A beneficiary can disclaim an IRA inheritance if he does not want all or part of the IRA. A beneficiary may want to disclaim if he is already wealthy and the next eligible beneficiary could benefit more from the inheritance, or if he is facing personal bankruptcy and would likely lose the inheritance in any case. After a beneficiary disclaims his inheritance, he will be treated as never owning any of the inheritance, and the IRA will not be included in his estate. The proper procedure must be followed to ensure a disclaimer is valid.
Beneficiary Cannot Benefit from Disclaimed IRA
In order to disclaim, the beneficiary must not have benefited from any proceeds of the disclaimed property. With an IRA, required minimum distributions are given to the owner of the IRA. The primary beneficiary must receive these distributions if the account holder died. If the beneficiary receives a distribution, the beneficiary has benefited from the IRA. The IRS has created one exception: if a minimum distribution is paid to the primary beneficiary before the beneficiary has decided to disclaim the IRA, the beneficiary will not be considered as having benefited from the IRA. The beneficiary can still disclaim the IRA after receiving a minimum distribution in the year of death.
Read More: Inherited IRA Vs. Beneficiary IRA
Disclaim Portion of IRA
A beneficiary has the option of disclaiming a percentage of an IRA and keeping some of it. The beneficiary disclaims any income from the disclaimed portion of the IRA. The beneficiary accounts for any gains or losses associated with the portion of the IRA he wants to keep. The disclaimed portion of the IRA passes to the contingent beneficiary. An IRA owner should name a beneficiary and a contingent beneficiary in the IRA account. If the primary beneficiary disclaims and the IRA owner did not name a contingent beneficiary, the IRA will be distributed according to the IRA owner's will.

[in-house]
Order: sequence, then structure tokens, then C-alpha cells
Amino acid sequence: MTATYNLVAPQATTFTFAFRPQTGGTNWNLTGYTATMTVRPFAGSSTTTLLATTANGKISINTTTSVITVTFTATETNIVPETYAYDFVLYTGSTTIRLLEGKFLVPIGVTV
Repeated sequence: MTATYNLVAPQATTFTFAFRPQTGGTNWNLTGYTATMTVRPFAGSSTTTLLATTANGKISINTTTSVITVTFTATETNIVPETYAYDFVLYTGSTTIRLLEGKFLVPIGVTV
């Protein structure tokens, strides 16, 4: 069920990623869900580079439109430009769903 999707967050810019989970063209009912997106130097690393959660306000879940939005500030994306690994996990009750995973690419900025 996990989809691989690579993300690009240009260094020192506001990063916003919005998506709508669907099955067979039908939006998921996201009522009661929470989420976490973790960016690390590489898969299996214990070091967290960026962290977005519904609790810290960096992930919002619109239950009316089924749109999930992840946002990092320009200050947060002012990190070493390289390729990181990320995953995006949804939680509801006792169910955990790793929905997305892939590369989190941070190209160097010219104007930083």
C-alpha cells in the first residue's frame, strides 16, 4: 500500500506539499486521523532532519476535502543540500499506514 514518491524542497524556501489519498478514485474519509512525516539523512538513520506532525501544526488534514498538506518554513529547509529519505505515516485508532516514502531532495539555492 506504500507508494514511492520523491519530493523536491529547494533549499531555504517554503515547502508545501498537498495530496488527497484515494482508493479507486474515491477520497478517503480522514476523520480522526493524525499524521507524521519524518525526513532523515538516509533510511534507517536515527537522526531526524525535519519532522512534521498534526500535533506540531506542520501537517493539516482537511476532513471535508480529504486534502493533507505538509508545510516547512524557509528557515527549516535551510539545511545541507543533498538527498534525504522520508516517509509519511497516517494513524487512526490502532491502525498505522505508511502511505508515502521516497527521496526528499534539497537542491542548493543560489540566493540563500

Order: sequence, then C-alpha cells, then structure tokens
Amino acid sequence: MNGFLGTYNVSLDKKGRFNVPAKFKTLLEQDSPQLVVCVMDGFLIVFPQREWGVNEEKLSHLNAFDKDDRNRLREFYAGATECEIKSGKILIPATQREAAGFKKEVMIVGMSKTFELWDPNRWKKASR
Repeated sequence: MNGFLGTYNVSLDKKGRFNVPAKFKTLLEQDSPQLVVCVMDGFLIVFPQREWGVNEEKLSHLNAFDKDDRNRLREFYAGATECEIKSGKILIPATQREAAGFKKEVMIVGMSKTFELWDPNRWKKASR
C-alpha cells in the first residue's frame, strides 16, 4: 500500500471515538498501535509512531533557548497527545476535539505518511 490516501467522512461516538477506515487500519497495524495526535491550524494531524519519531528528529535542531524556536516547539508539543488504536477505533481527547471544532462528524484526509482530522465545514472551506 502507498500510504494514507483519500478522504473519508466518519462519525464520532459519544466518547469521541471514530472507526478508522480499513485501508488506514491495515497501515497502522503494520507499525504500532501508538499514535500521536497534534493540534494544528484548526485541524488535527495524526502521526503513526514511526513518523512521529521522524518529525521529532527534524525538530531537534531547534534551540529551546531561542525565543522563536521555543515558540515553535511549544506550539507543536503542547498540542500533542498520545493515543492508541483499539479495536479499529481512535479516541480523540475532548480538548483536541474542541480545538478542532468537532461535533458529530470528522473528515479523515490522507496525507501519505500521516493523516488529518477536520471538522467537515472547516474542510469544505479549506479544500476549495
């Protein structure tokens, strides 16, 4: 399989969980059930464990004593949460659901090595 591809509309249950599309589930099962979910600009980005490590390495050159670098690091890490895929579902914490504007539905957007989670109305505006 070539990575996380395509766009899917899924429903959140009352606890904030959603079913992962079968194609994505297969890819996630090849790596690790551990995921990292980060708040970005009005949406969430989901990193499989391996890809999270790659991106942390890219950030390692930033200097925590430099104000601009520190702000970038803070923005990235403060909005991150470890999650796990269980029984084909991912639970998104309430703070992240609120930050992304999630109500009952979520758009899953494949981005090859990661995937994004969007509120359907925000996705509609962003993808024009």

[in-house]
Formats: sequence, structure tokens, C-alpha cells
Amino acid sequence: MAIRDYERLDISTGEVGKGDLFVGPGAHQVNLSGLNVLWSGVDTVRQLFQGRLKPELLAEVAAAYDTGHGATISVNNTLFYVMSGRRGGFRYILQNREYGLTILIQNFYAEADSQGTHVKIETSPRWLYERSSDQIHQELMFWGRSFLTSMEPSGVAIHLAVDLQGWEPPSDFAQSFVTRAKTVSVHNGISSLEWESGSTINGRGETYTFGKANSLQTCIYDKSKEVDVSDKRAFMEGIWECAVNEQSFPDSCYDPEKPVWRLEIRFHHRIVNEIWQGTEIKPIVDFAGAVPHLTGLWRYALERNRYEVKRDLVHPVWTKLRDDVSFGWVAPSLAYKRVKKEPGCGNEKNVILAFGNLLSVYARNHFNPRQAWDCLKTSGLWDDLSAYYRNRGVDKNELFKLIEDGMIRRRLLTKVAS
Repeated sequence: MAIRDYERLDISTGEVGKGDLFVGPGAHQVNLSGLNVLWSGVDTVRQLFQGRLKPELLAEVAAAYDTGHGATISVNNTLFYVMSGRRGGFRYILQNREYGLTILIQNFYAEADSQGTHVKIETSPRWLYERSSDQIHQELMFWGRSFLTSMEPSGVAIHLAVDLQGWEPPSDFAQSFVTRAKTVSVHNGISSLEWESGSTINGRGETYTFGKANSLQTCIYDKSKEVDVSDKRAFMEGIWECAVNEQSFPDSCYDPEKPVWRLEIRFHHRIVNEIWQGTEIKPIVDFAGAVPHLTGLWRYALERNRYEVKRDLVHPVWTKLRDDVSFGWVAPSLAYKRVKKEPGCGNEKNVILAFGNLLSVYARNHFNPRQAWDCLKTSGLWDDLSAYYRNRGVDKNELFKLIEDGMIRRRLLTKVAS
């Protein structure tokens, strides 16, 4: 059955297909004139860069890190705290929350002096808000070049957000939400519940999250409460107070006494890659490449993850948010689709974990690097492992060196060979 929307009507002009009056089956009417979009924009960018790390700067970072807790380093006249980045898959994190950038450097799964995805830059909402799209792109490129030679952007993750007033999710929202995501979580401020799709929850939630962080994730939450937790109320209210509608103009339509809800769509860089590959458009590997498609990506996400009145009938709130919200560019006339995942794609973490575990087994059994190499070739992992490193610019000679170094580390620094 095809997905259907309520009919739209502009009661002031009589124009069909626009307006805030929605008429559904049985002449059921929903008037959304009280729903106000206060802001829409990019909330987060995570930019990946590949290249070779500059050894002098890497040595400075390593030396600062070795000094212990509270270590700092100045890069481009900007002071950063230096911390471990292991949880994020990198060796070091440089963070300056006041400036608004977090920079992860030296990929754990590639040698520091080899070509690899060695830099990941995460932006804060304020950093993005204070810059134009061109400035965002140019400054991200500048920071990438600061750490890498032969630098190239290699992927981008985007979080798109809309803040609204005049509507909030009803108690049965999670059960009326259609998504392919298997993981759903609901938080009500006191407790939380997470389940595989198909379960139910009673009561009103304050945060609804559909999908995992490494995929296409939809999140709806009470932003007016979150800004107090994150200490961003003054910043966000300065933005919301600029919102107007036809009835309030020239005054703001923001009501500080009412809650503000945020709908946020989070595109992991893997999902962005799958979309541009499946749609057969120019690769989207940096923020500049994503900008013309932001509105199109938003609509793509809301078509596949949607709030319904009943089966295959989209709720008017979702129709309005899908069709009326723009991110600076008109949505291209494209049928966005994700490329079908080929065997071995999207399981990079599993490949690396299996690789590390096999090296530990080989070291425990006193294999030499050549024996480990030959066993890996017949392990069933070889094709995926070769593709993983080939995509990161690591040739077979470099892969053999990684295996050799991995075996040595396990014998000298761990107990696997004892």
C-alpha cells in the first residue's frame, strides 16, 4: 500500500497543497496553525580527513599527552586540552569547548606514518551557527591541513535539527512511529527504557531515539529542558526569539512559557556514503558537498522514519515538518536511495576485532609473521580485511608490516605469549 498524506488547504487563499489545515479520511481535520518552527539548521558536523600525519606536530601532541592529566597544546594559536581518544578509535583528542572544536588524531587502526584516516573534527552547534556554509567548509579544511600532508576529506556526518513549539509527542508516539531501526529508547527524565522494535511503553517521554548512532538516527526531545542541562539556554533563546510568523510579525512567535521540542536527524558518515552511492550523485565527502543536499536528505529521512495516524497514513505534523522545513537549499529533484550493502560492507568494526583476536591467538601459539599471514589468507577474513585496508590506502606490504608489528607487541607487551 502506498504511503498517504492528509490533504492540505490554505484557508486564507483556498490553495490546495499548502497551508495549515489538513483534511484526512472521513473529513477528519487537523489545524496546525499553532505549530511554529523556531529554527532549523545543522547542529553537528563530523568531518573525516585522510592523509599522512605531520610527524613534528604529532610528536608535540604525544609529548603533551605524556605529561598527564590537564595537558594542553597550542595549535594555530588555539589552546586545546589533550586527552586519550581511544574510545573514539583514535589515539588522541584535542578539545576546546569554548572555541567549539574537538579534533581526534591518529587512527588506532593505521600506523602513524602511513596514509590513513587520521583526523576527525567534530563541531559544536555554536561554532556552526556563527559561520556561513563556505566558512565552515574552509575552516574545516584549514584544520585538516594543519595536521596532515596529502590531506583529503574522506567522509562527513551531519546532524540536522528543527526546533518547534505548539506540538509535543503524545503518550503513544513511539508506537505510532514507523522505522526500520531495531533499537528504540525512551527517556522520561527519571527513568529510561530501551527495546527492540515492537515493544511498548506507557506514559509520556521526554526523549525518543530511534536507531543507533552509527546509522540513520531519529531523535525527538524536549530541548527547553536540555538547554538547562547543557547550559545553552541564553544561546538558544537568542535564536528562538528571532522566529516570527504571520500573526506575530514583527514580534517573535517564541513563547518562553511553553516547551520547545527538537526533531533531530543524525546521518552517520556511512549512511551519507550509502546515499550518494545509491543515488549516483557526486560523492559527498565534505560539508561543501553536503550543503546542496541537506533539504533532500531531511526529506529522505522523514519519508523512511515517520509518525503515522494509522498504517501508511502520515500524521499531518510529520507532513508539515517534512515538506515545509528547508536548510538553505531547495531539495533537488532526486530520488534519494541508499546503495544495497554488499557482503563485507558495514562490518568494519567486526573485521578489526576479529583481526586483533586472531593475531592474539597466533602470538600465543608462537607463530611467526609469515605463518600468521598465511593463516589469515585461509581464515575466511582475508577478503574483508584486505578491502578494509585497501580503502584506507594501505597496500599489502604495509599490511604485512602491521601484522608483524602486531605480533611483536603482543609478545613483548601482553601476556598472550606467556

Disclaimer Must Be in Writing
A disclaimer must be made in writing. You can find sample forms for an inheritance disclaimer online or from a financial services company, or you can create your own form that explains the extent of the disclaimer, states the IRA to be disclaimed, and names the state where the disclaimer takes place. There is not one standard form that must be used. The written disclaimer needs to be notarized. A written disclaimer is irrevocable, which means when a beneficiary disclaims an IRA she cannot change her mind a few months later in hopes of reclaiming those assets.
Timeline for Disclaimer
A beneficiary must disclaim an IRA within nine months of the IRA owner's death and deliver the disclaimer to the administrator of the estate. The administrator should either sign and date the disclaimer form or sign another form to show that he received the disclaimer before the deadline. The disclaimer does not need to be submitted to the IRS. The nine-month deadline is a federal requirement, so a disclaimer must be made within nine months for federal tax purposes. State law dictates to whom a written disclaimer must be submitted. Some states require the disclaimer to be submitted to the state's department of revenue or to the estate's trustee. The disclaimer likely does not have to be submitted to a probate court, because an IRA is a non-probate asset.
Vanessa Padgalskas was born and raised in Spokane, Wash., and currently resides in Portland, Ore. Padgalskas graduated from American University in 2007 with degrees in international studies and economics. She holds a law degree from Lewis and Clark Law School.